Like the /m/ sound, the /n/ sound is a voiced, nasal sound. This means that the sound is created by the speaker vibrating their vocal cords while pushing air through their nose, or nasal cavity. The /n/ sound is distinguished from the /m/ sound by the placement of the speaker’s tongue. To make the /n/ sound, place the tip of your tongue just behind your teeth as you lower your jaw a bit, leaving a small gap between your teeth. In this position, your mouth is all set to start producing /n/’s!
While this isn’t the first sound your child will begin to make, it is a crucial early sound for your little one’s speech development. Typically, toddlers will begin using the sound at around 2 years old and should master it by age 3. If, however, you notice that your child still has trouble achieving the /n/ sound by age 4, it is highly recommended that you contact a licensed children’s speech-language pathologist as soon as possible to help your child develop their articulation skills. The earlier you seek intervention, the easier it will be to correct and the less likely that it will negatively affect your child’s continuing articulation abilities.
But how do you know if your child is behind on a single sound? In what ways can you, as a parent, help your child master this sound? Even on-track children benefit greatly from many simple exercises that parents can do with their children to reinforce the correct articulation of the letter /n/. Here are some beginner tips for practicing with your toddler:
- Verbal cues
When practicing a single sound, it is important to demonstrate the correct articulation of just the letter so that your child understands the sound and has an example to imitate. Try saying “/n/, /n/, /n/” slowly and distinctly for your little one. Exaggerate the sound so that it is loud, crisp and clear. Once your child can effectively imitate the isolated sound, try incorporating vowels such as “nu, nu, nu” and “un, un, un”.
- Visual Cues
Since the /n/ sound depends on specific tongue placement, it is important to show your child where to put her tongue in her mouth. Use your own exaggerated movements to show her where your tongue is, and let her use a mirror to see where she puts her own tongue. As a playful way to draw attention to your tongue, stick out your tongue and wiggle it a few times before settling it just behind your teeth. Encourage your child to do the same just before making the /n/ sound.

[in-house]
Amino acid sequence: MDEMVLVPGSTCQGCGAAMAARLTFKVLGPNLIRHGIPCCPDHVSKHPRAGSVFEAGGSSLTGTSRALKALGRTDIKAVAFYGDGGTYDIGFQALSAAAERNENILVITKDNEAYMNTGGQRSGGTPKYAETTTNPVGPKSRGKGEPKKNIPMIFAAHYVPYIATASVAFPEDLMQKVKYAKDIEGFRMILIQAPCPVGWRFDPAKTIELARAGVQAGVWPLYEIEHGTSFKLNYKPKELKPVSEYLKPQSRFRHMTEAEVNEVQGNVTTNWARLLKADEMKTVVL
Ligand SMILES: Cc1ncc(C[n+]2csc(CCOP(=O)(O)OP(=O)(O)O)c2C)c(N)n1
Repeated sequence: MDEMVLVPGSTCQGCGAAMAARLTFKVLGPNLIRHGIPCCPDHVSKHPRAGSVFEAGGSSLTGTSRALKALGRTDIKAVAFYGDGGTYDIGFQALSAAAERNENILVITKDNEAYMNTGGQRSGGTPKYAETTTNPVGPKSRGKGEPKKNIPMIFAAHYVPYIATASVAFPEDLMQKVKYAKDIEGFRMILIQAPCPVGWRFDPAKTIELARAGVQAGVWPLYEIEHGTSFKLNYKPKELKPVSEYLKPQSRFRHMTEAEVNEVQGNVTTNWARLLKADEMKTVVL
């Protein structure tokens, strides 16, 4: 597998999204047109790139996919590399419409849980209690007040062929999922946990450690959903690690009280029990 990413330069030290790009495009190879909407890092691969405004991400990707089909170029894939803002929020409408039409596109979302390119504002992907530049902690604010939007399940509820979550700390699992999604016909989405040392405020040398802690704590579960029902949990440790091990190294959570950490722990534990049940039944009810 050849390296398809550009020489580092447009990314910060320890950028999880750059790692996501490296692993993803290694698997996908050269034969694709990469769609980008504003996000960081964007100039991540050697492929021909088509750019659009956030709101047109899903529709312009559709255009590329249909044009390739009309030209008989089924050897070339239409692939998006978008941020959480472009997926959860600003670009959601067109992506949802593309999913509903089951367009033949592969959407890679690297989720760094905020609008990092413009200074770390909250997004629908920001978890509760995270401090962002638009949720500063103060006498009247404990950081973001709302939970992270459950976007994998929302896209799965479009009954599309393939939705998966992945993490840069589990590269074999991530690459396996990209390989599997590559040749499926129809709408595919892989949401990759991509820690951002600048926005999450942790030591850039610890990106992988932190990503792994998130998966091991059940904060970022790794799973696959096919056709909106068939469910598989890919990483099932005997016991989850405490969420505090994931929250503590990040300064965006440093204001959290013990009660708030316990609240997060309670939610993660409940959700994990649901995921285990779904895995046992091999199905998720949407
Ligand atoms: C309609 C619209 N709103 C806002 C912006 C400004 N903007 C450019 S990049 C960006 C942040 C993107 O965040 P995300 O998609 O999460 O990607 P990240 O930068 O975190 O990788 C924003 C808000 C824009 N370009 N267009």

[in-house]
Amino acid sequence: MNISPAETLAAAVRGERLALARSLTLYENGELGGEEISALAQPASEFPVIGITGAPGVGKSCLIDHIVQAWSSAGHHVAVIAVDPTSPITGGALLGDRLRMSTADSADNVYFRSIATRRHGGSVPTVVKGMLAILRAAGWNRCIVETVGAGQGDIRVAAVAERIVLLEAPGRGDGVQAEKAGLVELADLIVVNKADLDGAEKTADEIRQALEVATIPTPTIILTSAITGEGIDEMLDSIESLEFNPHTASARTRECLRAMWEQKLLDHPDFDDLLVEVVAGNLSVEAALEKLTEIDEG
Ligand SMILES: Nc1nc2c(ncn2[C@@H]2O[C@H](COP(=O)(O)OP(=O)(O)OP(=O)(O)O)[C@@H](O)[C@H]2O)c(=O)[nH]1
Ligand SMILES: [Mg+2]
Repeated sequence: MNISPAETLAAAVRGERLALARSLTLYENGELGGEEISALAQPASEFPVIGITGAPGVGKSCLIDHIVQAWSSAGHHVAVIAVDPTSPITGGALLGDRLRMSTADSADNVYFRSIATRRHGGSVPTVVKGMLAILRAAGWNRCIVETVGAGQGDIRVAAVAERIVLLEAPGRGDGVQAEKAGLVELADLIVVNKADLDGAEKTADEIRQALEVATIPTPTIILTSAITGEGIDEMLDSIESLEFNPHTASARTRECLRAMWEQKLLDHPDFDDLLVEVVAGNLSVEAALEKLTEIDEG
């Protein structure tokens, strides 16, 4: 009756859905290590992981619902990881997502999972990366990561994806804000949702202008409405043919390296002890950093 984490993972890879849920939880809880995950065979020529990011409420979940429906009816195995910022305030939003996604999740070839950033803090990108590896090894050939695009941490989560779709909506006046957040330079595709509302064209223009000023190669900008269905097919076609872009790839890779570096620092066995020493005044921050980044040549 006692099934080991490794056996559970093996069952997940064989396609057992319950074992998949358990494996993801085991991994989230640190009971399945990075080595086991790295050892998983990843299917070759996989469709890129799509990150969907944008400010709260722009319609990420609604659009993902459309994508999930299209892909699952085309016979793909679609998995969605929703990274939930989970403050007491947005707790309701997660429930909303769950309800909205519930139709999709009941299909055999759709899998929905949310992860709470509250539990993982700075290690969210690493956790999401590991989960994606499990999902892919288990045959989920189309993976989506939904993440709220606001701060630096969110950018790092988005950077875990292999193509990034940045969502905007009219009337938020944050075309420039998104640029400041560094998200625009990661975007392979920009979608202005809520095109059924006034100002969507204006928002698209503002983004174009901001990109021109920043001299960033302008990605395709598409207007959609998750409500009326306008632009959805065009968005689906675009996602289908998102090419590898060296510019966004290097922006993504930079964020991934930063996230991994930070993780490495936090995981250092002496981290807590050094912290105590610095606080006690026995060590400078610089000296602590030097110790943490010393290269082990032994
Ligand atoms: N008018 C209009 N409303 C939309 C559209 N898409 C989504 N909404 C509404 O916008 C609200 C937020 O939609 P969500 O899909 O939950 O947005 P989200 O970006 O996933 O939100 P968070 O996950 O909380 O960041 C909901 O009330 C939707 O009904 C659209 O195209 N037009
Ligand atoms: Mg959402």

- Tactile Cues
When we make a voiced sound like /n/, our vocal cords vibrate together and we can feel this vibration in our throats. Put your hand on your throat when you make the /n/ sound and have your little one do the same. Can you feel the vibration? Have him put his hand on his own throat to feel his own vocal cords as he makes the sound. If your child is having trouble locating the precise spot to put his tongue, put a little dab of peanut butter just behind his teeth and ask him to lick it. This will get his tongue in the habit of reaching for that perfect spot.
For extra practice: Once your child has mastered the individual sound and the /n/ sound combined with vowels, try practicing /n/ words from this fun and colorful worksheet created by the speech-language pathologists at www.speech-language-therapy.com!
If you notice that your 4 year old child struggles with these activities, you should seek the help of a speech therapist. Otherwise, enjoy helping your child develop his or her articulation skills!
- Awesome /n/ Activity
You might consider sitting in front of a mirror with your child and producing the /n/ sound together so that he can tell whether or not he is making correct oral movements. Visual comparison can be very stimulating and valuable for children of a young age.
If you are concerned with your child’s speech or language development, please contact Chicago Speech Therapy by calling 312-399-0370 or by clicking on the “Contact Karen” button on the upper right section of this page.
Karen George is a Chicago speech-language pathologist. The practice she founded, Chicago Speech Therapy, LLC, provides in-home pediatric speech therapy in Chicago and surrounding suburbs. Karen and her team of Chicago speech therapists have a reputation for ultra-effective speech therapy and work with a variety of speech disorders. Karen is the author of several books such as A Parent’s Guide to Speech and Language Milestones, A Parent’s Guide to Articulation, A Parent’s Guide to Speech Delay, A Parent’s Guide to Stuttering Therapy, and A Parent’s Guide to Pediatric Feeding Therapy. She is often asked to speak and has addressed audiences at top Children’s Hospitals and Northwestern University. Karen is highly referred by many Chicago-area Pediatricians and elite schools.